NEW YORK (
) -- The markets were down again Wednesday on disappointing new-home sales data.
Dow Jones Industrial Average
fell 119.48, or 1.21%, to 9,762.69 while the
dropped 20.78, or 1.95% to 1,042.63. The
lost 56.48, or 2.67%, to 2,059.61.
Melissa Lee, the moderator of
's "Fast Money" TV show, led off with some news that a deal had been struck in Congress to extend the homebuyers tax credit.
Joe Terranova said
is the best play among the homebuilders stocks to capitalize on this extension.
However, he said investors may move from D.R. Horton to other stocks because the credit will be available to more than just first-time homebuyers. He said the impact of the extended credit will be felt in the spring selling season.
For a breakout of some stocks from a recent "Fast Money" TV show,check out Dan Fitzpatrick's "3 Stocks I Saw on TV."
3 Stocks I Saw onTV
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Karen Finerman expressed doubts about the impact of the tax credit on the housing industry. She said considerable political good will had been extended toward the program, and she expressed concerns about employment as a factor in any revival of the industry.
Tim Seymour said the market is still worried that the
may be taking steps to remove stimulus from the economy.
Lee shifted the discussion to the breakdown in Nasdaq today. Terranova said the market moved to the defensive after the Nasdaq broke below its 50-day moving average. Seymour said
issued a "terrible" fourth-quarter outlook. "I don't see emerging markets stepping up to the plate," he said.
Pete Najarian said it was disheartening to see market leaders such as
going "lower, lower and lower."
Terranova said he took the opportunity to buy shares of
, which he said displayed some resiliency in the face of the tech meltdown.
Lee shifted to another trade, steel, which was getting hit hard. Commenting on the decline in
, Seymour said demand isn't going to recover anywhere near pre-crisis levels in China, adding the dynamics for steel companies have not improved.
Still, he said he would use to chance to buy
as it heads down toward its 200-day moving average.
Terranova said he's betting on a comeback for reformulated gasoline in the energy markets.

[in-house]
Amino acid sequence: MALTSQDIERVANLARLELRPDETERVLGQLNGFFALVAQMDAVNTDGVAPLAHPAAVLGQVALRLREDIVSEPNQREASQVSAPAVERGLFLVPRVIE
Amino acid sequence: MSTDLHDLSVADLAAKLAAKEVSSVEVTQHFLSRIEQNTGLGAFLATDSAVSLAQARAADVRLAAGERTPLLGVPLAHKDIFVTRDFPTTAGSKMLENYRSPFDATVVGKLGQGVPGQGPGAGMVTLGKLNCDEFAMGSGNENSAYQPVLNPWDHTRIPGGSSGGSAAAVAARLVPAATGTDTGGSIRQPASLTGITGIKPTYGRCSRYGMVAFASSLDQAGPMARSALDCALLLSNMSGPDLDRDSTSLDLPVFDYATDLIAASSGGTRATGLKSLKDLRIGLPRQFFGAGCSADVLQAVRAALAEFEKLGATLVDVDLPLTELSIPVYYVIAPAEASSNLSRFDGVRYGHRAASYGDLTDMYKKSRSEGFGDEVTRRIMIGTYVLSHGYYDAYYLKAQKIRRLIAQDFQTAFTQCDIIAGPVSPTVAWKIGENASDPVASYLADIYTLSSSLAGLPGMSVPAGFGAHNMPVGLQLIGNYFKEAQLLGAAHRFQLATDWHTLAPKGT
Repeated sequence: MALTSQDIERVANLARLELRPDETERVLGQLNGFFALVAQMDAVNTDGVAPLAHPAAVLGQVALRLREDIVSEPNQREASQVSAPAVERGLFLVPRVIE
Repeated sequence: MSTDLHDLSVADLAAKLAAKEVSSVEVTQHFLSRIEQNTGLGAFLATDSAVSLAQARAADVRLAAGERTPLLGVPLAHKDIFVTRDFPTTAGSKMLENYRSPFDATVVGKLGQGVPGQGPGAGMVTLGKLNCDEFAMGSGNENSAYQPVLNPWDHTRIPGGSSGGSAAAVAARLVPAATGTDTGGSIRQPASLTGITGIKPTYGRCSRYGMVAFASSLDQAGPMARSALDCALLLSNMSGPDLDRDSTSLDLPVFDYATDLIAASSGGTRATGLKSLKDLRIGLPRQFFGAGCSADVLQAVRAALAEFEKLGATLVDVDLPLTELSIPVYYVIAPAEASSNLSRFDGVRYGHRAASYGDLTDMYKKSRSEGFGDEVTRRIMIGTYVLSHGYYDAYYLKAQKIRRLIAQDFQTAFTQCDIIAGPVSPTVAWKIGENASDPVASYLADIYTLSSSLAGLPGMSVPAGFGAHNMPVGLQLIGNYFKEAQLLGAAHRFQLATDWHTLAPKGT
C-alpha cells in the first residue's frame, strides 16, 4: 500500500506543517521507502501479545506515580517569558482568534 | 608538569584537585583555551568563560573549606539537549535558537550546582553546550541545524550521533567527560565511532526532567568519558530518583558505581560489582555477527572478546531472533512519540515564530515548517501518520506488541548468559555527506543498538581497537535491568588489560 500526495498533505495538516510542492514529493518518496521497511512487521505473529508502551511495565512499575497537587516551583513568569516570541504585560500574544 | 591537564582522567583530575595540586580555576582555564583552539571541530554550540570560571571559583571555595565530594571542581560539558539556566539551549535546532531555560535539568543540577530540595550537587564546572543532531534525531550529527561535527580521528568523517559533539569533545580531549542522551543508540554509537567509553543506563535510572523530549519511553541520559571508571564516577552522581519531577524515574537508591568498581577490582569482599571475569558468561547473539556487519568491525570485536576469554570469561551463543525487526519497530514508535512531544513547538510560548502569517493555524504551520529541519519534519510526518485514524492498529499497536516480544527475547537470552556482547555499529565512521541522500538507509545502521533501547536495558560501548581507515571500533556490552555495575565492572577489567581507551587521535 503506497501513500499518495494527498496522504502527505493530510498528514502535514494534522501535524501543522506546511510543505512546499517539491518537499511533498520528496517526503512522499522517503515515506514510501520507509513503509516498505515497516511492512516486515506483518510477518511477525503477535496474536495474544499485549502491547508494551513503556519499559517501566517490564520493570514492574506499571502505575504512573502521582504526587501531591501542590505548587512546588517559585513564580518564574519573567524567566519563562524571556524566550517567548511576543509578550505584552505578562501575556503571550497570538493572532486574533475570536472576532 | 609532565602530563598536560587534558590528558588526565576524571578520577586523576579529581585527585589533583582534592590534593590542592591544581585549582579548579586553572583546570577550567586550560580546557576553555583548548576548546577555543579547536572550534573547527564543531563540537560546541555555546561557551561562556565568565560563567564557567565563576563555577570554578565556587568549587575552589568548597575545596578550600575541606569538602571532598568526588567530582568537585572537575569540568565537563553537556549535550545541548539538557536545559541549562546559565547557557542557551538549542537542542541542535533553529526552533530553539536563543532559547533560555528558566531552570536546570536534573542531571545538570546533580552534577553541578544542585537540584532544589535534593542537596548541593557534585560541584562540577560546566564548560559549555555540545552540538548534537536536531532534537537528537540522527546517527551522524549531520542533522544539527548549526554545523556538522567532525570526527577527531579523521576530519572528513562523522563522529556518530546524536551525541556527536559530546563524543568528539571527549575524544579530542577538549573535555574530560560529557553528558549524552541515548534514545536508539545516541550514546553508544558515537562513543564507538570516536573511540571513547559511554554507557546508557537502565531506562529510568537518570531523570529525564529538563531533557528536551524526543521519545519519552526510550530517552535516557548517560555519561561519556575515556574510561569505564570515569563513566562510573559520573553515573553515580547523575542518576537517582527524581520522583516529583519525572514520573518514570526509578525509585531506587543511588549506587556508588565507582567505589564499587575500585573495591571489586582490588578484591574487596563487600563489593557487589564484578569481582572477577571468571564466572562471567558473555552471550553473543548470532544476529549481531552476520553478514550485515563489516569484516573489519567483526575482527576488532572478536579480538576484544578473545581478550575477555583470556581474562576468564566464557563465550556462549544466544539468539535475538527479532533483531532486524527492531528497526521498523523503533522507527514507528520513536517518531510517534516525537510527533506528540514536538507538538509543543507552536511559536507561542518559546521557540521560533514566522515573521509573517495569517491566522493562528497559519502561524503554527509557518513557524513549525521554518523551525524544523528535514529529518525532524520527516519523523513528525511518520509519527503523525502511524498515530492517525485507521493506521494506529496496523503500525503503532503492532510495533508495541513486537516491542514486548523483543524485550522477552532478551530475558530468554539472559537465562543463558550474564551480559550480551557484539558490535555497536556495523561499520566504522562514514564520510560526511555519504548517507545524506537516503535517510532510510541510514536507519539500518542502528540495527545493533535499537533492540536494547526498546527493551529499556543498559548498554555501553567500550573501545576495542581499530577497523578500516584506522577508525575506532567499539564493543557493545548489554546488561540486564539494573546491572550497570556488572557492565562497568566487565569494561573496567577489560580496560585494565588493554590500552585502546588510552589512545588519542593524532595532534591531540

Najarian said he liked
( SII) and
Lee noted that
( MOT) got slammed today, down more than 14% and taking down the sector with it. Najarian said the biggest problem for these companies is finding financing.
Lee brought in Brian Kelly, president of Kanundrum Research, to comment on the market's decline. Using Apple as a barometer, he said the market is heading down and expressed concerns about the consumer side of the tech sector. He said the fundamentals of some of the companies aren't bad but the market had been up "awfully" high.
Is a strong dollar good for stocks? That's the question Lee posed to Gary Kaminsky, former managing director of Neubeurger Berman. Kaminsky said he doesn't believe a correction is going on. Rather he believes portfolio managers are rotating their stocks off the short-dollar, long-equity trade into consumer-related stocks and airline stocks, as oil prices come down.
Lee brought in Jim Goldman,
reporter, to comment on
( MOT) Droid smartphone that will be released on the
Goldman downplayed it being a "iPhone killer." Rather he said the company just wants the Droid to do well in the marketplace.
The release of the Droid comes on the heels of the co-CEO Sanjay Jha's efforts to get the company to execute better by lowering costs and delivering two smartphones as promised in the fourth quarter.
With the great health care debate going on in Congress, Terranova said he likes the chances of
to do well when pent-up demand kicks in for its products. Finerman said she liked the prospects of
, a devicemaker.
Lee brought in Citi analyst Deborah Weinswing who reversed her call on
from sell to buy. She said the company has shifted to a direct sourcing model, cut its operating costs and seen their traffic turn positive in September. She said it has done a good job of pricing, setting its prices just 1% above
prices. She has raised her price target for the stock from $44 to $61. The stock closed slight down at $48.24 today.
Rich Repetto, an analyst for Sandler O'Neill analyst, said the NYSE and Nasdaq stand to gain modestly from any moves by the SEC to create more transparency in dark pools in market trading.
In the final trades, Seymour said to sell
. Terranova liked
, and Najarian said he liked
-- Written by David Tong in San Francisco
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